Now, new research led by the University of Glasgow and published today in the Journal of Avian Biology, offers new insights into why these iconic shaped seabirds choose to hunt the way they do.
Scientists recorded thousands of gannets commuting to and from the Bass Rock, in the outer part of the Firth of Forth in Eastern Scotland. The Bass Rock houses the world’s largest northern gannet colony, with an estimated 75,300 breeding pairs calling it home.
They found that travelling as part of a flock appeared to be about more than just gaining aerodynamic benefits. The researchers were able to show that the more experienced adult birds were often found at the front of commuting flocks, with younger birds following behind. The results add weight to the theory that gannets learn to hunt by following their elders.
Dr Ewan Wakefield from the University of Glasgow’s Institute of Biodiversity, Animal Health and Comparative Medicine, said: "Our research offers a more detailed insight into how and why gannets search for food in the way they do. With such a large expanse of ocean to choose from it has always been a mystery as to how they know where fish are most likely to be found.
"By demonstrating that young gannets follow more experienced adults, we have shown that knowledge about the best feeding grounds may be being passed down from generation to generation.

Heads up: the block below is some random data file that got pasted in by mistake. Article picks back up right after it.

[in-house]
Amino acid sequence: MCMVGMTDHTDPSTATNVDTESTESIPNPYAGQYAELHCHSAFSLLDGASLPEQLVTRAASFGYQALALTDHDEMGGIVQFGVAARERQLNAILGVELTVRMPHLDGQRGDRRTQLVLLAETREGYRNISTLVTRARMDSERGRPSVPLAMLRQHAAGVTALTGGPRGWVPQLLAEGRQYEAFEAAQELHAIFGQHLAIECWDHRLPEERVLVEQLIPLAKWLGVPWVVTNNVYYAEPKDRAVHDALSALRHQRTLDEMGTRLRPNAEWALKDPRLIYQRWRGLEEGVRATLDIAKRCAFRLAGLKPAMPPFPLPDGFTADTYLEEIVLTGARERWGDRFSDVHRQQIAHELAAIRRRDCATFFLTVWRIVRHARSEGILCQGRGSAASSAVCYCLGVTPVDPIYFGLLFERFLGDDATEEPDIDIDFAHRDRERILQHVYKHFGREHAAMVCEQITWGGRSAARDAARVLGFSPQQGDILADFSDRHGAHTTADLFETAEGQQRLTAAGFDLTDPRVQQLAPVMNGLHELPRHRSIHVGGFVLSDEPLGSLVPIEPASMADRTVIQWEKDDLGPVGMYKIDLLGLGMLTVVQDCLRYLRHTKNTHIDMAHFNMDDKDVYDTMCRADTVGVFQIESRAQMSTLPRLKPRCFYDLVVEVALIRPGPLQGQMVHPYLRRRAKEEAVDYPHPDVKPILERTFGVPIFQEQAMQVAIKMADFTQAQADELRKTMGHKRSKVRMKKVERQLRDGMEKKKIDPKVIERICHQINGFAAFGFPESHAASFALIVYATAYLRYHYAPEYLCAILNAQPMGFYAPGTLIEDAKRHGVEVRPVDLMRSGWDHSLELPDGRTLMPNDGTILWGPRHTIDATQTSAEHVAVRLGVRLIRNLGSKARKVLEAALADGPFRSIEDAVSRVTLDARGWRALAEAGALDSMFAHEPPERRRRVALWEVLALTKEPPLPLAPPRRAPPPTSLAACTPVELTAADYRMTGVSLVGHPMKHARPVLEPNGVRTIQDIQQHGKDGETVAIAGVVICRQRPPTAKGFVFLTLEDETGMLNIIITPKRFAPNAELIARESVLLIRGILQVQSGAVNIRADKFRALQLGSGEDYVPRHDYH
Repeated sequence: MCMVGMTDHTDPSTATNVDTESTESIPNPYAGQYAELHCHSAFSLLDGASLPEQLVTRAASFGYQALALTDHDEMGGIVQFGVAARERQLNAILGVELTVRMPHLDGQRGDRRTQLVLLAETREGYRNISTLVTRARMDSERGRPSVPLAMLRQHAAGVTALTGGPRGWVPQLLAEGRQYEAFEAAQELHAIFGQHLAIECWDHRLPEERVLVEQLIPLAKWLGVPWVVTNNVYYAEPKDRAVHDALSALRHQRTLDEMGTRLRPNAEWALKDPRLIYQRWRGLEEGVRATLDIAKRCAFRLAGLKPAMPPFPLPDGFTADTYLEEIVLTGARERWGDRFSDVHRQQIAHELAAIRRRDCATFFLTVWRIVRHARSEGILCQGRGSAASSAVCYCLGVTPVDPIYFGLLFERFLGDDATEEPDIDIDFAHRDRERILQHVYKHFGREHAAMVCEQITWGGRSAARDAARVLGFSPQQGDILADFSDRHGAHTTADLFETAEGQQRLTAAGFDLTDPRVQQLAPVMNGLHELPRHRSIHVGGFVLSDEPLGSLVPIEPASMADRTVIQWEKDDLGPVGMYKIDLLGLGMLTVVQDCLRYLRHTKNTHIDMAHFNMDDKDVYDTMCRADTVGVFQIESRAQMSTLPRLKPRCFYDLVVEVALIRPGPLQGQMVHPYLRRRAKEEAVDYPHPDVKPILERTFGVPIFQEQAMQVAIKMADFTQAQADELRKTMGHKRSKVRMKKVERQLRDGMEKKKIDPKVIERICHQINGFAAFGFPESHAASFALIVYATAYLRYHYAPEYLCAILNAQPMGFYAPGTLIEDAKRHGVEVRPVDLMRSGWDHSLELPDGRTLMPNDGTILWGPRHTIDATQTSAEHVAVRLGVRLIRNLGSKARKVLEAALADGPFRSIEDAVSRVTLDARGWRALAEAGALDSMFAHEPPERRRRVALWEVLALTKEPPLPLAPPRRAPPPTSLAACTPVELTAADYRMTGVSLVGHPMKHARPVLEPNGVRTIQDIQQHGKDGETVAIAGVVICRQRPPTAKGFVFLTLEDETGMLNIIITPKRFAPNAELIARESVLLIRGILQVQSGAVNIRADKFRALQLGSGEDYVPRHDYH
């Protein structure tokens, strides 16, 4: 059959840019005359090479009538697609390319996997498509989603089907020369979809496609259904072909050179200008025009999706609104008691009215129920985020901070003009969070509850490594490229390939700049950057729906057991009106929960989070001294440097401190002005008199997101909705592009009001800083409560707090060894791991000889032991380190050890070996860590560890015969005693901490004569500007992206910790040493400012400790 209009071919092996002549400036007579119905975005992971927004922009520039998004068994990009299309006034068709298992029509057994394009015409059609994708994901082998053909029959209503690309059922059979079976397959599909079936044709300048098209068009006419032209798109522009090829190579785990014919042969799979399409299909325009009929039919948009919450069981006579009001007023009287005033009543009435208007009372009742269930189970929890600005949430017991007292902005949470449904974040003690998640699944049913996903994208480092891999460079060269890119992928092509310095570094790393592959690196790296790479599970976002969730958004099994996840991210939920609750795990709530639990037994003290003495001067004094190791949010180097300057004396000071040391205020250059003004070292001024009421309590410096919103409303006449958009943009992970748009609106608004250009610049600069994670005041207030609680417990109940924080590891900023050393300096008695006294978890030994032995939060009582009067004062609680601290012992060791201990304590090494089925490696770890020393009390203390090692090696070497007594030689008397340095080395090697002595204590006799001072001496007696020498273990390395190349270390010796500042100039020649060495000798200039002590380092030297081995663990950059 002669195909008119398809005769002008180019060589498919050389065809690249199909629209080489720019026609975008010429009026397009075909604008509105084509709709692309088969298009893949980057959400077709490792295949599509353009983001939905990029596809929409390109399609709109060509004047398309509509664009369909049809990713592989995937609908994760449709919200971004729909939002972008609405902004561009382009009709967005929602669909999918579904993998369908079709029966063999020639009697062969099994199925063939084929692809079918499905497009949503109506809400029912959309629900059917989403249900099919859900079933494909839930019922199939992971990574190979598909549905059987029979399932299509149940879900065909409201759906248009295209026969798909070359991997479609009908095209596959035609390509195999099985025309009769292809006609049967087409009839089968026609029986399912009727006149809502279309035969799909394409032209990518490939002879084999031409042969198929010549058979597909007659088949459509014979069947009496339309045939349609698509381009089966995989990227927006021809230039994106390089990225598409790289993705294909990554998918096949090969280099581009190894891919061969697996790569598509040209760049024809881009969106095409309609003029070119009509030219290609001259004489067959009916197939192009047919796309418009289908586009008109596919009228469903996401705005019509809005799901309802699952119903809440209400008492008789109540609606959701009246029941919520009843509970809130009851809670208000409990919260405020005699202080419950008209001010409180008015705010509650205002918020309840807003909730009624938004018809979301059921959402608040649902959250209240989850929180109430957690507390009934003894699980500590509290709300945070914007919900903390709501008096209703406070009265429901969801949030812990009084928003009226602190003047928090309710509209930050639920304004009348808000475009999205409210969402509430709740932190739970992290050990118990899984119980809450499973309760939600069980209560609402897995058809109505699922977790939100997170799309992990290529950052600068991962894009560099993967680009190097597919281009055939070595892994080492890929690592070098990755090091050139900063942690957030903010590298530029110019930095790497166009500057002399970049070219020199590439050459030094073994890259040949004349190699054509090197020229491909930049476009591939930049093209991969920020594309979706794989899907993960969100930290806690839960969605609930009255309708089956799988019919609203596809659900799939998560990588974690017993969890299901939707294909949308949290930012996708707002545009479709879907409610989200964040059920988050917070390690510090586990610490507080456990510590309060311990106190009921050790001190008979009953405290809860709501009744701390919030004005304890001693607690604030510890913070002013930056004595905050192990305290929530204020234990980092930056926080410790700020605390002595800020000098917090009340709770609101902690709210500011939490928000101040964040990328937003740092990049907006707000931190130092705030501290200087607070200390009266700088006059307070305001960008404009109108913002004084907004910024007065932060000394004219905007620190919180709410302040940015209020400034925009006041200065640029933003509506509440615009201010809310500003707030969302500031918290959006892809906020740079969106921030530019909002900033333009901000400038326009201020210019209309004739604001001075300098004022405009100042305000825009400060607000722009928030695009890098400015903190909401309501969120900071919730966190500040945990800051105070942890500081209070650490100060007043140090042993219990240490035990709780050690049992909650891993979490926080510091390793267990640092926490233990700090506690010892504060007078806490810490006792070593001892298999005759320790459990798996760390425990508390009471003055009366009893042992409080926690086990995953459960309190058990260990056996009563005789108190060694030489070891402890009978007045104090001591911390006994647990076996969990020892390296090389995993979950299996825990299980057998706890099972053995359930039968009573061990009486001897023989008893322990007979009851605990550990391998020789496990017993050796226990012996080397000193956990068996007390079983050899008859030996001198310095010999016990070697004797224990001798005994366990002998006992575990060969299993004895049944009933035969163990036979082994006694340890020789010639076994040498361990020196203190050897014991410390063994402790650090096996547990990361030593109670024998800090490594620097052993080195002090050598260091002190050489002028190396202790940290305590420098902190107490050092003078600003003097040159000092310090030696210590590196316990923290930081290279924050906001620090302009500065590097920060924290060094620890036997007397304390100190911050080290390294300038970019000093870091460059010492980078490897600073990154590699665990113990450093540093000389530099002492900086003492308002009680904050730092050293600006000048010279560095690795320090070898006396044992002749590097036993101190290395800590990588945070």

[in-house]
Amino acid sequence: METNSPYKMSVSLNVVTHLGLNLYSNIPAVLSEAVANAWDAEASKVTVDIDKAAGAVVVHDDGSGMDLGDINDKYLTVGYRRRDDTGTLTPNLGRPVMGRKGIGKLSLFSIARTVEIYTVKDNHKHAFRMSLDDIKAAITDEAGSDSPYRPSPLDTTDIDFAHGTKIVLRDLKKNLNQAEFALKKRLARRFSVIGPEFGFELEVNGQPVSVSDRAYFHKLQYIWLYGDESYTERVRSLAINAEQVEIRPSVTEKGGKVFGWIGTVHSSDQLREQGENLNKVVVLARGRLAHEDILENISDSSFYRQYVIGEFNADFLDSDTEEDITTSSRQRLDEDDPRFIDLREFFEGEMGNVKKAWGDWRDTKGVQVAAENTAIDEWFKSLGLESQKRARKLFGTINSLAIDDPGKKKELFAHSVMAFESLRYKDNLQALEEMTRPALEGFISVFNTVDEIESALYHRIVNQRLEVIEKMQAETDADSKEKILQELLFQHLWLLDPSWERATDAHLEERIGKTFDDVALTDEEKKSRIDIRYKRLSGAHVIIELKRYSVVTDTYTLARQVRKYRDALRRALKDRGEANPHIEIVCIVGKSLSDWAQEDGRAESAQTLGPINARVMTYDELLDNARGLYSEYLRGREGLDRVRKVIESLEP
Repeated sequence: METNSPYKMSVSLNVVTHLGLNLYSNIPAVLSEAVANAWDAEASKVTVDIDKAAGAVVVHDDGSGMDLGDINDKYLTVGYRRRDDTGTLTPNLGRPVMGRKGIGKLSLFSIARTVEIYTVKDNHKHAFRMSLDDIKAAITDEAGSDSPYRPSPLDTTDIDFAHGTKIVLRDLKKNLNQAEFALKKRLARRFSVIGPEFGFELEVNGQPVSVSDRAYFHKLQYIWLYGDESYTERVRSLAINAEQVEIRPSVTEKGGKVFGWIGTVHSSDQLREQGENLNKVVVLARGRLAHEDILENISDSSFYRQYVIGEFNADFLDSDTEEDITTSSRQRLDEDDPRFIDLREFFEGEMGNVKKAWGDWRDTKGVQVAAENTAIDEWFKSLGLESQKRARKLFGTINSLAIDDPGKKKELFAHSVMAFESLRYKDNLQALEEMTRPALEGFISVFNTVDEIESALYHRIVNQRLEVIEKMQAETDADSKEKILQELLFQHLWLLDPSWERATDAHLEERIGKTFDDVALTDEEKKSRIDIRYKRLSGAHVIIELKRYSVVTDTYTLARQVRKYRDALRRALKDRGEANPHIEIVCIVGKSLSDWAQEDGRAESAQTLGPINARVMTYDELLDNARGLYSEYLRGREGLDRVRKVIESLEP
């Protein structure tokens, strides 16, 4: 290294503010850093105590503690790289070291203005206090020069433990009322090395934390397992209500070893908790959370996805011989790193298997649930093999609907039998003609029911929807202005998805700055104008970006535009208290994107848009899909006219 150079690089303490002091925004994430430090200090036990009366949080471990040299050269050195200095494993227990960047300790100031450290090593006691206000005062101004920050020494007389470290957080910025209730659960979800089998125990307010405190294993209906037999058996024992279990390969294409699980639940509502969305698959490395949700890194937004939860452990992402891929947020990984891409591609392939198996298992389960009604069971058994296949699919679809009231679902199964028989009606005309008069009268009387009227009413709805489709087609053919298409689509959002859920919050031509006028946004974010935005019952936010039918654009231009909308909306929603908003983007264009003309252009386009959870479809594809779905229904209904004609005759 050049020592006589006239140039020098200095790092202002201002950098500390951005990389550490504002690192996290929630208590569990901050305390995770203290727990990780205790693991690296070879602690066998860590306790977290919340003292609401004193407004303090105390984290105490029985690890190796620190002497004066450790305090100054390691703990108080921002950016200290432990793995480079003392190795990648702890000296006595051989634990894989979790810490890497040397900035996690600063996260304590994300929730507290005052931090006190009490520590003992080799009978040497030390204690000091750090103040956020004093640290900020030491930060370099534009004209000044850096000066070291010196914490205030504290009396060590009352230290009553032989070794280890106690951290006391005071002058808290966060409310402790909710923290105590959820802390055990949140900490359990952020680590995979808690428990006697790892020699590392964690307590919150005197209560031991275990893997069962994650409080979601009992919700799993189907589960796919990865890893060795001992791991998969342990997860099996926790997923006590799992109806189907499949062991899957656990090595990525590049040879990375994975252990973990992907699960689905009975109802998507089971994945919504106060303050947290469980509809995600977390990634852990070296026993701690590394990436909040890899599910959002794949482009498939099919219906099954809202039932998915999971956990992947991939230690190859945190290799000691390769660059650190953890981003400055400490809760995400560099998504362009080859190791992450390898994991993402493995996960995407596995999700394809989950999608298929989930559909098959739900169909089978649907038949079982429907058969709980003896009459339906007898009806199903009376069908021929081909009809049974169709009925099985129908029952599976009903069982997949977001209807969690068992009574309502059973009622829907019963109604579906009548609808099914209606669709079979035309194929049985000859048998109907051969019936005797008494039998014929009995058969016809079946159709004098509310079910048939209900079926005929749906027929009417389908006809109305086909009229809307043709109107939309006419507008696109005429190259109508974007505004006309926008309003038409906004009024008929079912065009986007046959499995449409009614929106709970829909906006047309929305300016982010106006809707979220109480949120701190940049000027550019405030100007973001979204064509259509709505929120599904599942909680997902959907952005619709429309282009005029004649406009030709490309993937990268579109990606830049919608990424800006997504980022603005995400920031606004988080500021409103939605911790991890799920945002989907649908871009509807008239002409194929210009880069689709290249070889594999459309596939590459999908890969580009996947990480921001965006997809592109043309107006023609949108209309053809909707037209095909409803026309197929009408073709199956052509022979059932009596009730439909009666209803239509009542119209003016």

The team of researchers observed gannets commuting to and from the Bass Rock from a series of vantage points - the Isle of May, Fife Ness and St Abbs Head. They then modelled how frequently the gannets travelled in flocks, the sizes of those flocks and the positions of young and adult birds.
Many birds travel in flocks, including geese, swans and cranes. Birds do this for a number of reasons, including to reduce aerodynamic drag and therefore save energy. In addition, travelling in a group can improve hunting efficiency, navigational accuracy and predator avoidance. The findings in this research demonstrate that travelling in flocks may also facilitate social learning too.
Dr Wakefield said: "The ability to tap into this communal wisdom may also go some way to explaining why gannets and other seabirds breed in such huge colonies"
The study, ’Immature gannets follow adults in commuting flocks providing a potential mechanism for social learning’ is published in the Journal of Avian Biology,
- Dr Ewan Wakefield - research profile
- Institute of Biodiversity, Animal Health and Comparative Medicine